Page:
Frito-Lay distribution center earns LEED gold certification
PLANO, Texas — Frito-Lay announced that its Oahu, Hawaii-based distribution center has earned LEED gold certification from the U.S. Green Building Council.
The 55,000-sq.-ft. facility, incorporated such LEED requirements as energy efficient construction. LEED is the nation’s preeminent program for the design, construction and operation of high performance green buildings.
The building marks Hawaii’s first industrial "new construction" LEED gold site, Frito-Lay said.
Coca-Cola taps Natasha Bedingfield for holiday campaign
ATLANTA — Coca-Cola has tapped pop star Natasha Bedingfield for its 2011 fully integrated holiday marketing campaign.
As part of the campaign, Coca-Cola will launch Bedingfield’s version of the holiday anthem, “Shake Up Christmas,” in six languages, along with new television spots, online and mobile experiences, in-store promotions and packaging.
This year’s campaign, the company said, builds on its 2010 campaign that surrounded the world inside Santa Claus’ snow globe, where people who are bogged down by their regular day-to-day activities are brought together to celebrate the holidays and enjoy moments of happiness. Additionally, components of this year’s digital campaign include an application to create and share personalized Christmas greetings by cropping a photo into a dance performance to “Shake Up Christmas,” a Facebook gaming application and gifting of mobile assets, such as customized Christmas wallpaper and ringtones.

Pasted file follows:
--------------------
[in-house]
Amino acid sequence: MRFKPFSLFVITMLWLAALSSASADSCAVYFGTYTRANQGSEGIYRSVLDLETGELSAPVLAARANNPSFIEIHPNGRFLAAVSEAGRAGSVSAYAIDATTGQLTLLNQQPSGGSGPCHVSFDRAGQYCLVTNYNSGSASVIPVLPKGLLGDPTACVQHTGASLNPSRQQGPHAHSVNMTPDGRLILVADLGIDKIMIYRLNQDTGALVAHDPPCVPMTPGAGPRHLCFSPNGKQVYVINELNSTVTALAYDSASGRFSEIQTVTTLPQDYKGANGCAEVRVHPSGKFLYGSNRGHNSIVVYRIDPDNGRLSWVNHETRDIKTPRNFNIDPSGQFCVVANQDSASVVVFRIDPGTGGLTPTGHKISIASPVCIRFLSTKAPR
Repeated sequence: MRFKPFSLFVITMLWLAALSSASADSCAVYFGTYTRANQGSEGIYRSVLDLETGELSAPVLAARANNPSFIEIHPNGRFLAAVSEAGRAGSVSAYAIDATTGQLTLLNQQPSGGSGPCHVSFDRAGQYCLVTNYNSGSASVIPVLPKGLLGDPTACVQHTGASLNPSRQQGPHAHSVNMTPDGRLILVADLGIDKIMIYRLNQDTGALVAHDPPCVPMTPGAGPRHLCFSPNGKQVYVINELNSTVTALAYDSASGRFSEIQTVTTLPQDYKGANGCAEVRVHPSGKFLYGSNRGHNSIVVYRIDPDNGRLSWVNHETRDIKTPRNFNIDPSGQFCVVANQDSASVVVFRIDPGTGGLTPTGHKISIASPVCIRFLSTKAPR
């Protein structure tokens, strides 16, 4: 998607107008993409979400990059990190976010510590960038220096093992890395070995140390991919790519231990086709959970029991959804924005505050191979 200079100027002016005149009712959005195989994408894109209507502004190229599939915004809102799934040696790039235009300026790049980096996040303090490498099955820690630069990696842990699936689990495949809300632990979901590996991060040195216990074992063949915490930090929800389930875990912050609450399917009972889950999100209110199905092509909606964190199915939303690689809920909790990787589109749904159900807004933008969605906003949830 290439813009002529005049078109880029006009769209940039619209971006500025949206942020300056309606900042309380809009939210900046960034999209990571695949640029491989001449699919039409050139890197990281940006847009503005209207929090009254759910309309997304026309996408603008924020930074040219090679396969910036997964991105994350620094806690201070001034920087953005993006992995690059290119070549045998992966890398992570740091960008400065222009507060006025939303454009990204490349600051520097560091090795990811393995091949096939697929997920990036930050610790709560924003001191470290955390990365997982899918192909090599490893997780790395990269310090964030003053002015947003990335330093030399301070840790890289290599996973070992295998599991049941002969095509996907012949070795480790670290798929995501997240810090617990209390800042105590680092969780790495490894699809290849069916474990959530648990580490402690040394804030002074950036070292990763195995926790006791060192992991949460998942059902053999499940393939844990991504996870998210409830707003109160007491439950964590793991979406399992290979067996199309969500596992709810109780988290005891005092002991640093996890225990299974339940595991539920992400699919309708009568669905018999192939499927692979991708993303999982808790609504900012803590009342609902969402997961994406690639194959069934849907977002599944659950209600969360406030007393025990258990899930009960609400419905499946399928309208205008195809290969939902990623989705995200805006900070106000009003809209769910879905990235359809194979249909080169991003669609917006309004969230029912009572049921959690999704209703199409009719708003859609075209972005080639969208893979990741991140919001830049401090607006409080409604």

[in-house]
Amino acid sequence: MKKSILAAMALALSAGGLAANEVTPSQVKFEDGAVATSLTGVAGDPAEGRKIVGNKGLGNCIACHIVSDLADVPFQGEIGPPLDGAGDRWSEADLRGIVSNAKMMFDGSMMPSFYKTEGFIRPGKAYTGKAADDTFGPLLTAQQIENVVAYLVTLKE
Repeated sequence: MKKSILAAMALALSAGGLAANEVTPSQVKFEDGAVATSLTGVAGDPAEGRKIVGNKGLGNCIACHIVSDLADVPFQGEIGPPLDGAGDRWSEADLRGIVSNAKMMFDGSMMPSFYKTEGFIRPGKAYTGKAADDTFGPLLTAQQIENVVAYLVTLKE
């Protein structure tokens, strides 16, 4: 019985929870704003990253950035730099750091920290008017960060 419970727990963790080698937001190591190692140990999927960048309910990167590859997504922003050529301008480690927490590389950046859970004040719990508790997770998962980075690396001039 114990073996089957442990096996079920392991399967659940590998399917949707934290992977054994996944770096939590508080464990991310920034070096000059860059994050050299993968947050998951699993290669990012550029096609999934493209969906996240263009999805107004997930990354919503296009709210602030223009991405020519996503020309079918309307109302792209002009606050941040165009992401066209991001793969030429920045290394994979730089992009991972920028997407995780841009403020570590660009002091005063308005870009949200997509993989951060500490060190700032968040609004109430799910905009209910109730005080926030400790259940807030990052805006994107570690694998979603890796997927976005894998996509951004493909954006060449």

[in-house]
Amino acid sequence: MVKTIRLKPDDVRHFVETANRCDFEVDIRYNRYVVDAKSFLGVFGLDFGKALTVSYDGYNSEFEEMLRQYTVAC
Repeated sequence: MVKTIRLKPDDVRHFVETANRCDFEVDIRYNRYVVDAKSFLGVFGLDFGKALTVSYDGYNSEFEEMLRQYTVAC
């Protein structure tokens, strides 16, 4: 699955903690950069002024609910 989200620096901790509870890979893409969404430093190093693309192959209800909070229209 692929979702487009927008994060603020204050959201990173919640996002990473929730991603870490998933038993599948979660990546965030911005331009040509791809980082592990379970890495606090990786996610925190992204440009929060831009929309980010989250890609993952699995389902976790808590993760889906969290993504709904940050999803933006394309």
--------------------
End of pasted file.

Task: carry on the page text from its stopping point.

“The holidays, in particular, are a time when people take pleasure in coming together and honoring tradition,” Coca-Cola SVP sparkling brands Shay Drohan said. “Last year, we added the snow globe to our lexicon of iconic holiday images that includes Santa Claus and the Coca-Cola Holiday Caravan trucks. This year, we continue the tradition of holiday storytelling, but we’ve refreshed the campaign with new creative and Natasha Bedingfield’s unparalleled talent.”
PLMA: Buying private-label Thanksgiving items could help consumers save nearly 33%
NEW YORK — Opting for private-label Thanksgiving staples could help consumers save nearly 33%, according to a new survey conducted by the Private Label Manufacturers Association.
The PLMA concluded this after assembling a market basket of 40 private-label food and nonfood items and compared it with a market basket of 40 national-branded food and nonfood items. The association found that consumers would save $45.13 (or 32.8%) on average by purchasing the private-label products, compared with the same market basket comprised entirely of national brand products, which would run up a grocery bill totaling $137.44.
The market basket included such food items as stuffing mix and cranberry sauce, canned corn and green beans, refrigerated crescent rolls, turkey gravy, baking shells, whipped cream, pancake mix and real maple syrup, sandwich bread, butter, soda crackers and breakfast cereal. The market basket also contained such nonfoods as aluminum foil, a meat thermometer, paper towels and napkins, antacid tablets and pink bismuth stomach remedy.